Wise and Lawrence in Nature:
The major cause of cancer-related deaths is the spread of cancer cells from their primary site to other parts of the body1. This spreading process, known as metastasis, typically involves cellular stressors and environmental shocks that induce dramatic changes in cancer cells. One such change is a fierce resistance to current therapies, which means that new ways to combat metastatic disease are urgently needed. Writing in Nature, Priestley et al.2 use whole-genome sequencing (WGS) to illuminate the genomic changes that underpin metastasis in 22 types of solid tumour. Although previous studies3,4 have unearthed some hints of such changes, this is perhaps the first pan-cancer metastasis study of its size to exploit the power of WGS.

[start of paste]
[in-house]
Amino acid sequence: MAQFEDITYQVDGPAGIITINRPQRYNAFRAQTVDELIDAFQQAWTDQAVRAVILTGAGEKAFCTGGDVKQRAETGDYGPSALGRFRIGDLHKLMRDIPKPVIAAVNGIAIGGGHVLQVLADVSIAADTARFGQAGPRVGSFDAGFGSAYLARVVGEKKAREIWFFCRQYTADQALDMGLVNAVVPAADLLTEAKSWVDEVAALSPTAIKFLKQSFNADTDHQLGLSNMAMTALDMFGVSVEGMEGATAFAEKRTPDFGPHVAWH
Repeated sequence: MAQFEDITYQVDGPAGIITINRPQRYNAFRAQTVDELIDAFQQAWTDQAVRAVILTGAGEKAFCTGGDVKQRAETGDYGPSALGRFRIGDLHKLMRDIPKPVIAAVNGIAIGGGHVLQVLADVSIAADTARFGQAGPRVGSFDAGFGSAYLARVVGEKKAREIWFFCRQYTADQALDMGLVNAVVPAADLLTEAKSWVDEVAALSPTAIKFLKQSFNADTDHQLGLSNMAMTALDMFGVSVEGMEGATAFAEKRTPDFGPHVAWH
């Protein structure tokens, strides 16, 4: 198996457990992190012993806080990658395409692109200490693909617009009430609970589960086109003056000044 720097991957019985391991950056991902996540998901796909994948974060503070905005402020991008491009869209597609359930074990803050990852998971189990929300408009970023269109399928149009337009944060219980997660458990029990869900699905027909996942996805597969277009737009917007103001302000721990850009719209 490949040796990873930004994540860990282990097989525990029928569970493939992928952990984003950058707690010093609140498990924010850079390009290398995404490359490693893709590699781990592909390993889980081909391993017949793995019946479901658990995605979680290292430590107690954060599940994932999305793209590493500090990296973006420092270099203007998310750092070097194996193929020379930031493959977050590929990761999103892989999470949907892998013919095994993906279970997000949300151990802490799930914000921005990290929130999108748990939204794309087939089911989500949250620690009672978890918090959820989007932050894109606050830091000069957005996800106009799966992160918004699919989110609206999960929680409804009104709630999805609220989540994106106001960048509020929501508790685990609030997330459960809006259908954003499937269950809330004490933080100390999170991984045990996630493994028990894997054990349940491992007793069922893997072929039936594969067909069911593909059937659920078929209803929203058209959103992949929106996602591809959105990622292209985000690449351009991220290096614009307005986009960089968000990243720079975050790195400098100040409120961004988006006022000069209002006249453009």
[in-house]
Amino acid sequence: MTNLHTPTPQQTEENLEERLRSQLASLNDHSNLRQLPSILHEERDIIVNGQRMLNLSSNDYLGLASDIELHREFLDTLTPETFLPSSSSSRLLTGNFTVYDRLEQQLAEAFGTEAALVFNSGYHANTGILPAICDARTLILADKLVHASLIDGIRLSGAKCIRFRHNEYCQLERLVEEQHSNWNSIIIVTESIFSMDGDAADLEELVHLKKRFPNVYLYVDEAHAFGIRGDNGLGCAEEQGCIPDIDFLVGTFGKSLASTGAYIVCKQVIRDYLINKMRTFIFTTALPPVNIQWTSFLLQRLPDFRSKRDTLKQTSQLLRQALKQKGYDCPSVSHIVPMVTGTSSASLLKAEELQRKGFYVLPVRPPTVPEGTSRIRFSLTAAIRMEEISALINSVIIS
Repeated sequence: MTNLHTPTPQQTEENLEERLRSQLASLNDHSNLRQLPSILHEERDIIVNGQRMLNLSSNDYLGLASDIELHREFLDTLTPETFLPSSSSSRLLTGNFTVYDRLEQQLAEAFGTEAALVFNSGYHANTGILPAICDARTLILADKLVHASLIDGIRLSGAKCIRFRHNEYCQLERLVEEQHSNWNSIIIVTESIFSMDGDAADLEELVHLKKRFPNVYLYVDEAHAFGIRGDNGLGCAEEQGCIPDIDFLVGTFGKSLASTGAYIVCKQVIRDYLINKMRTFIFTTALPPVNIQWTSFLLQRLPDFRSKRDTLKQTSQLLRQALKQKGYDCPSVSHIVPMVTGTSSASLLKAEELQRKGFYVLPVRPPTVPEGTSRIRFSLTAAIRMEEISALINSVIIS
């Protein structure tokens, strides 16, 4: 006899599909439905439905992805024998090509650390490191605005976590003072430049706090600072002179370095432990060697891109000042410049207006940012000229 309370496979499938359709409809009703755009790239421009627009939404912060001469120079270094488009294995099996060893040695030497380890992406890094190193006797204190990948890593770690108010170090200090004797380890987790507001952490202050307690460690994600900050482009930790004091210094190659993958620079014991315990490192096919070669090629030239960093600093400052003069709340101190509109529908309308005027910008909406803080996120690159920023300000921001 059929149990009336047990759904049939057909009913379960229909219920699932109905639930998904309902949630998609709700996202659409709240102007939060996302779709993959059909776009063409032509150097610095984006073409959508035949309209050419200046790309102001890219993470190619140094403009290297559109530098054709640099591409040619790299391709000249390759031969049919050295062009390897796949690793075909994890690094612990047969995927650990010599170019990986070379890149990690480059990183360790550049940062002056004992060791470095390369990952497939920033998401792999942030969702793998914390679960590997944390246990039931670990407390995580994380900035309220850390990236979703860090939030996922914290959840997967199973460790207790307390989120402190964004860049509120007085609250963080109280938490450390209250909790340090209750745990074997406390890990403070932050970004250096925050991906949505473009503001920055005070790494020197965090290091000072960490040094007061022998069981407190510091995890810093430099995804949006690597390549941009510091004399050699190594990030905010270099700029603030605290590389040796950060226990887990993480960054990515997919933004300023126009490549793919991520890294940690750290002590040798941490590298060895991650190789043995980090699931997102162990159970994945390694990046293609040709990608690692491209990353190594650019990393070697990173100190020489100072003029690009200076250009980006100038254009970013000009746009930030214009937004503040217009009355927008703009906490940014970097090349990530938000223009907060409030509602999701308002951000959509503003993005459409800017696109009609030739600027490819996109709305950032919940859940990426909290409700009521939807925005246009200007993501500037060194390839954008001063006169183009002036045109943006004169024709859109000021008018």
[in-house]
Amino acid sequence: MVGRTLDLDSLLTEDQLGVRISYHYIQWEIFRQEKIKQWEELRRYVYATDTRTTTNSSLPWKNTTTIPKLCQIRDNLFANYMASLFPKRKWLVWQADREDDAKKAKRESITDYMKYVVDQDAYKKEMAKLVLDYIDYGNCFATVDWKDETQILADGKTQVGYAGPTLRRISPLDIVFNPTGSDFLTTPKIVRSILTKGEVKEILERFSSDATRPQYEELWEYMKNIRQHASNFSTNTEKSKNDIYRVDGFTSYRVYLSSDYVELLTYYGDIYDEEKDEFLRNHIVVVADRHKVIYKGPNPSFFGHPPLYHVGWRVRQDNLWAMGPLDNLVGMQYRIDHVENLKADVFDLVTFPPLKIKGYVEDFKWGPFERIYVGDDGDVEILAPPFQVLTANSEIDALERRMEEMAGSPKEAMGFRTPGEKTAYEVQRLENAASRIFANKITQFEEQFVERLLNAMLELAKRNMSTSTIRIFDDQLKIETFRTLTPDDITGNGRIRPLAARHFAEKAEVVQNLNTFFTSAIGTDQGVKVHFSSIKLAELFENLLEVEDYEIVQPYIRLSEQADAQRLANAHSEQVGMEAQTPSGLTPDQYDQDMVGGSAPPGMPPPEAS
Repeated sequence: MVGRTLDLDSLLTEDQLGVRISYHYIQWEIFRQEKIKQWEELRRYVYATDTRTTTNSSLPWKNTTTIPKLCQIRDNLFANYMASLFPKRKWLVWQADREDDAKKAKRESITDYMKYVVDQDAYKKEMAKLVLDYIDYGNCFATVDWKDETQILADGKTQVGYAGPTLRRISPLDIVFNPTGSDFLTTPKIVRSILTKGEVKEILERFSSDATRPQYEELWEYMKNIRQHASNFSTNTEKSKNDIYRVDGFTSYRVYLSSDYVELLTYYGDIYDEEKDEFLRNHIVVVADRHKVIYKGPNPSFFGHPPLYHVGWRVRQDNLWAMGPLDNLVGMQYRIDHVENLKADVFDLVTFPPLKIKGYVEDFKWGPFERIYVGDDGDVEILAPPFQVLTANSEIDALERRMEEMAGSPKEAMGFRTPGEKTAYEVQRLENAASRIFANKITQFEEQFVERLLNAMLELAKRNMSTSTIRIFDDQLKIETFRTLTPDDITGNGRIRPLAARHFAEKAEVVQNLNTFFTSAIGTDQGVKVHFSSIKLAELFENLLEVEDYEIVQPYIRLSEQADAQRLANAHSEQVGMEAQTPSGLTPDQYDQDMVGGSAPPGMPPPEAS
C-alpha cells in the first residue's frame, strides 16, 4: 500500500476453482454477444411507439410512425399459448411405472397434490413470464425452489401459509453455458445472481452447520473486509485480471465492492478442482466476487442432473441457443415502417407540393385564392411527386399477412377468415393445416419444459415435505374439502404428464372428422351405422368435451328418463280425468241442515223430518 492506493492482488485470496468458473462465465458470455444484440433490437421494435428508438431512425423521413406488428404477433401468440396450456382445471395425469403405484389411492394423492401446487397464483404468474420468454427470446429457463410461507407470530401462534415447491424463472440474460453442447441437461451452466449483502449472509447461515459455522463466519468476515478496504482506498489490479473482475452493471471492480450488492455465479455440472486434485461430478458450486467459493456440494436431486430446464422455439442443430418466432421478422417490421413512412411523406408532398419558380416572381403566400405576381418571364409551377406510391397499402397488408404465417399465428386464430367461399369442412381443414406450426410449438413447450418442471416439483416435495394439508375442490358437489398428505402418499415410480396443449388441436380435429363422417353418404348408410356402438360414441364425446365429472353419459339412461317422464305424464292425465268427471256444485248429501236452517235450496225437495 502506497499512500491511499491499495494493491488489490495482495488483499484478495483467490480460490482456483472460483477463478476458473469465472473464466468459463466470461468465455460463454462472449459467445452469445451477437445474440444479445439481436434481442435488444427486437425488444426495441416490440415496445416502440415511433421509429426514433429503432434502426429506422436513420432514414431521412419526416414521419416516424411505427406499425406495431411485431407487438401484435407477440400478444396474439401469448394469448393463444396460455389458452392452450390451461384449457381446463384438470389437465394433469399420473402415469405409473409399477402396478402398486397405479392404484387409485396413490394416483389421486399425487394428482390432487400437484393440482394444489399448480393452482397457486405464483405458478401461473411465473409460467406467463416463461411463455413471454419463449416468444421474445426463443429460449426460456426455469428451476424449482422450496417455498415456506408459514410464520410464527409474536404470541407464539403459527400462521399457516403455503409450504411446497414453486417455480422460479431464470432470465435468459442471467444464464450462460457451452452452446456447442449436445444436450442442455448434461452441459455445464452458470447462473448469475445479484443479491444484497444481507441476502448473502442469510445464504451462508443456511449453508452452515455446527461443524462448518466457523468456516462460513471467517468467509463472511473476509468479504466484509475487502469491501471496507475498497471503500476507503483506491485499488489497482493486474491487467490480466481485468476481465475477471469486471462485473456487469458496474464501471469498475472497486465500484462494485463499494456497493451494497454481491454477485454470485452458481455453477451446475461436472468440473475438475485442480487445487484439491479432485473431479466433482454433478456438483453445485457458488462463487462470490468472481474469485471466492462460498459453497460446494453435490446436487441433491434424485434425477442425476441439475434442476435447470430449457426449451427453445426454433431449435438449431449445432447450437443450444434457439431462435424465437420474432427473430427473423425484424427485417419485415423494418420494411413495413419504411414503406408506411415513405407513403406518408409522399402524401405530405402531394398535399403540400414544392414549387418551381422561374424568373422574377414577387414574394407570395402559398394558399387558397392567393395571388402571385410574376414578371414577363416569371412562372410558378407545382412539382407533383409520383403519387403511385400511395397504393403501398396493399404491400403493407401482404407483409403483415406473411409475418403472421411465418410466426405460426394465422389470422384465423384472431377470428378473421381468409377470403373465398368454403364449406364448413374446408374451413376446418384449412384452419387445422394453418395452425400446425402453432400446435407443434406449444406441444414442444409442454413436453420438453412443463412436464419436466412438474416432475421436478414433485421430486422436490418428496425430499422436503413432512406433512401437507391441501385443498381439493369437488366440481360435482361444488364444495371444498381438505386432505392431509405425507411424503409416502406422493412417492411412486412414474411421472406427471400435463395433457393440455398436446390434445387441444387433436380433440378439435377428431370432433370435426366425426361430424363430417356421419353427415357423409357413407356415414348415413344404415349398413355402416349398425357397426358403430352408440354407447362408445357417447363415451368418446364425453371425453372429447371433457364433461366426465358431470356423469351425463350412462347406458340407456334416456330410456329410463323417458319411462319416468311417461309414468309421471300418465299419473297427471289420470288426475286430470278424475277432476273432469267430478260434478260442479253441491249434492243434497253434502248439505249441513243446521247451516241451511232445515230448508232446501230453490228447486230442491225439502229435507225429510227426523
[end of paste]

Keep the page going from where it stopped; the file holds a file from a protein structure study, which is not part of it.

Priestley et al. characterized 2,520 samples of metastatic tumours from people with cancer (Fig. 1). In each case, they also analysed a sample of non-cancerous blood cells from the same person. Using WGS, the authors produced a rich catalogue of the genetic mutations found in each metastasis. This catalogue complements existing inventories from both metastasis-sequencing studies and genomic databases of primary tumours, and offers several interesting insights. For example, the authors reveal frequent mutations in the gene MLK4; this is consistent with a previous study that connected an increased number of copies of MLK4 with metastasis5.